Q: How did these events affect you as a professional? Did your leadership style change in line with economic change?
A: No, it’s still the same. Of course you never stop learning and improving, but I still prefer specific, measurable objectives that are neither too short nor too long-term. Our business demands goals that are fundamental, understandable and require people to stretch themselves in order to achieve success.
Q: Hindsight is 20/20, so let’s imagine time travel was possible and you could leave a note for your one-year-younger self. Which learning would you like to share with him?
A: That the tough decision to let go employees who are unfortunately underperforming and unable to deliver, was/will be, whilst always hard, the correct choice.
Q: Before you joined CFC, you worked in the finance industry. What attracted you to take in a role with a connection to the trucking industry?
A: CFC Group is a diversified investment and development organisation with interests in distribution, logistics, mining services, property and infrastructure. Our Centurion business has grown to become one of the largest logistics providers operating within Western Australia. The industry is special due to the important strategic role it plays in the supply chain of all sectors of the economy. It provides a fantastic opportunity to partner with customers to share ideas and solve problems that will enhance performance, drive cost-efficiencies, and ultimately, create value in the market.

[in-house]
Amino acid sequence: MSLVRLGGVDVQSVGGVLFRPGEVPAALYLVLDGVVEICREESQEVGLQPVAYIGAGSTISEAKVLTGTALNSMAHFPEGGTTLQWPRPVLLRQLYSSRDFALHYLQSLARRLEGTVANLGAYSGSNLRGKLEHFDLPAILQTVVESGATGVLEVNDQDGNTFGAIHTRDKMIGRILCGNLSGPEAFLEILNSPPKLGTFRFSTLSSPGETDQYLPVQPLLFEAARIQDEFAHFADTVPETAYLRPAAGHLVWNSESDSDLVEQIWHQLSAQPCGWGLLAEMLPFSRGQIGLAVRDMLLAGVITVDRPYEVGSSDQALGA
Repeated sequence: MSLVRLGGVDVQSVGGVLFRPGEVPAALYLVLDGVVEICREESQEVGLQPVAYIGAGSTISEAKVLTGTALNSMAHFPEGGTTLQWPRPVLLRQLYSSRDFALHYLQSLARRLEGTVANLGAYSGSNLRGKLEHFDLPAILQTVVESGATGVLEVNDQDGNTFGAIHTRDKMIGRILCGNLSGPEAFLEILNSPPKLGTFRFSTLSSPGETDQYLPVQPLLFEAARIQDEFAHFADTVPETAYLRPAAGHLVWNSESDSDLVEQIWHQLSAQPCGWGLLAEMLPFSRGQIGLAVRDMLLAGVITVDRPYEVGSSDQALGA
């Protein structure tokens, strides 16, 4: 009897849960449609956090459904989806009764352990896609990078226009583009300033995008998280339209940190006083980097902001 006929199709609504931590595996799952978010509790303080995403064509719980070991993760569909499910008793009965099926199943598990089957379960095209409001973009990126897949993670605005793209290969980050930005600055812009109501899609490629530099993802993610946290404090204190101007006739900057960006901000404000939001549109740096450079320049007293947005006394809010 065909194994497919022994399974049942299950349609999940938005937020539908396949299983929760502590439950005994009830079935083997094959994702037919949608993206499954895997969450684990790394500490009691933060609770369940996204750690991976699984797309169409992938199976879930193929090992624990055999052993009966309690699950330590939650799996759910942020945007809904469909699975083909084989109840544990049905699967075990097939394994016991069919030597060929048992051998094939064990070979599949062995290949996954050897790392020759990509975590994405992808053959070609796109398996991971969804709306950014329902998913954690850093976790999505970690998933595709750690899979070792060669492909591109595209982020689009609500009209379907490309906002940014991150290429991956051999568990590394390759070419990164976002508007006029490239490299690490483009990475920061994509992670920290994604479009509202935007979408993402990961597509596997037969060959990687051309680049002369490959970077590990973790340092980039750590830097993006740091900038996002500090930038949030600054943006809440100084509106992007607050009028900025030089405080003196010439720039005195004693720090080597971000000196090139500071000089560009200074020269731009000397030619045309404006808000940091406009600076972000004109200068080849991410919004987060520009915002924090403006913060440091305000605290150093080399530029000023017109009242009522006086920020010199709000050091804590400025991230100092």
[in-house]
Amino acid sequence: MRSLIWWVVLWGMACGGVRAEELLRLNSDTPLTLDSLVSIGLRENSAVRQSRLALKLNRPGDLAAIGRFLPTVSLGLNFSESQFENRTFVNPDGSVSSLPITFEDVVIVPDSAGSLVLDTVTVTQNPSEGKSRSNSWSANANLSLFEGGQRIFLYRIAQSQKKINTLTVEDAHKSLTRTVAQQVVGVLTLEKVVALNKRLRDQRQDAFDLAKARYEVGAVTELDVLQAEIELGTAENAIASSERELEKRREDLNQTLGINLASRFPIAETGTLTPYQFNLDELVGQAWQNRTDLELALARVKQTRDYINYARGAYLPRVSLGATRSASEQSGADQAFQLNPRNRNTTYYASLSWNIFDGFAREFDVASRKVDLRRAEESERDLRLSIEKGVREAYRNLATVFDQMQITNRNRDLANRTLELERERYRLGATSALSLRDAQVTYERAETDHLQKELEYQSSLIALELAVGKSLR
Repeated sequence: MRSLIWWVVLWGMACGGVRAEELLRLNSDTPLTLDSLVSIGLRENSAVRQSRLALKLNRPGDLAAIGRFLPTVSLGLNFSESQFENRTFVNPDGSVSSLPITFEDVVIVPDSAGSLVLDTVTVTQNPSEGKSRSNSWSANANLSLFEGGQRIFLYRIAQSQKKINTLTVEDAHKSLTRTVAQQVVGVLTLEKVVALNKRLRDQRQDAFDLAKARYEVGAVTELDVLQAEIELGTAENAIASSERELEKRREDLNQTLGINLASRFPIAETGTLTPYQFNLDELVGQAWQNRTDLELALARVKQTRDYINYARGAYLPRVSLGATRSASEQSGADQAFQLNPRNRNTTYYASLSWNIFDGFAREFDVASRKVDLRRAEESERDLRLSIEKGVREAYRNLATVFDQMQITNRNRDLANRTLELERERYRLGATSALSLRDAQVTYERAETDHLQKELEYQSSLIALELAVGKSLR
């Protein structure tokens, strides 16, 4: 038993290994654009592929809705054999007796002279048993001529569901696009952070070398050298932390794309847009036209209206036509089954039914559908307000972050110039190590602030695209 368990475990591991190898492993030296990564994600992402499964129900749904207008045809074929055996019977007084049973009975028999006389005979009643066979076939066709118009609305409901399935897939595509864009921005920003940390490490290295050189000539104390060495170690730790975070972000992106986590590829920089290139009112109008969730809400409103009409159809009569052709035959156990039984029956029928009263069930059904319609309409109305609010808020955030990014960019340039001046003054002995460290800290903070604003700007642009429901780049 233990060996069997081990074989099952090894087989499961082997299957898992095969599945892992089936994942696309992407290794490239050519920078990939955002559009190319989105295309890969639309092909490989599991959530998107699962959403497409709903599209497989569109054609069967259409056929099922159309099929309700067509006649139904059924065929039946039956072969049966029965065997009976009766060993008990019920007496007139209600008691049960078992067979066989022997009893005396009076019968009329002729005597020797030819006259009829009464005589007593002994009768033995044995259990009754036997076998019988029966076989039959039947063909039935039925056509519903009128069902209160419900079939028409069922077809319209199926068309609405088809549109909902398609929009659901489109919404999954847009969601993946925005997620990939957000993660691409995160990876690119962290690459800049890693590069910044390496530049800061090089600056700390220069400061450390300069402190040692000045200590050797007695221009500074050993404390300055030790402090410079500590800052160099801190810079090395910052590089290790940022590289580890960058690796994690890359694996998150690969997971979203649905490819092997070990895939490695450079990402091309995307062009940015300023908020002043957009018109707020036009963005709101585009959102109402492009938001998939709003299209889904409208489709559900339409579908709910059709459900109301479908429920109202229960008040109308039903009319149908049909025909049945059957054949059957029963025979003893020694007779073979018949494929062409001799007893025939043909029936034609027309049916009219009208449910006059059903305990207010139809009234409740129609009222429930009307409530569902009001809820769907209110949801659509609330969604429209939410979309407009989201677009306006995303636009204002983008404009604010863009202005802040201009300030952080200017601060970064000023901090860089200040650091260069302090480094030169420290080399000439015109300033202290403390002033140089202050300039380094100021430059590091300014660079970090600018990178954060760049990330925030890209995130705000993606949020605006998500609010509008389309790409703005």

Q: What would you say has been your most important professional achievement in this role?
A: I’m very pleased to have built the team responsible for developing and implementing the corporate, financial and investment strategy for CFC Group. I’m also proud of the creation of the infrastructure necessary to drive the company’s operating performance, vision and compliance initiatives to achieve long-term shareholder value.
Q: And on a more personal level, what is motivating you every day?
A: The stimulation of working with a talented team and creating positive outcomes is what gets me out of bed in the morning.
Q: In this context, which personal achievement are you proud of?
A: Being entrusted with a senior executive role at the age of 27 for a billion dollar-plus business, and then spending the naughties in Asia – mainly in China, Japan and South Korea – working with culturally and geographically diverse professionals and great mentors. This was my MBA.
Q: As a child you wanted to be like…?
A: My Father…he died when I was only 21 but he instilled the values I hold dear in me til today.
Q: Who would you award a prize to, and why?
A: To all the women who can truly speak about the challenges of working life. I am not talking about those in leadership roles who have the benefits of higher pay and nanny support structures, but those of lower social economic backgrounds who have to juggle work and family life on a restricted budget. They are real heroes.
Q: Which political project would you like to accelerate?
A: All major infrastructure projects that will enhance the ability to efficiently and reliably move goods through supply chains.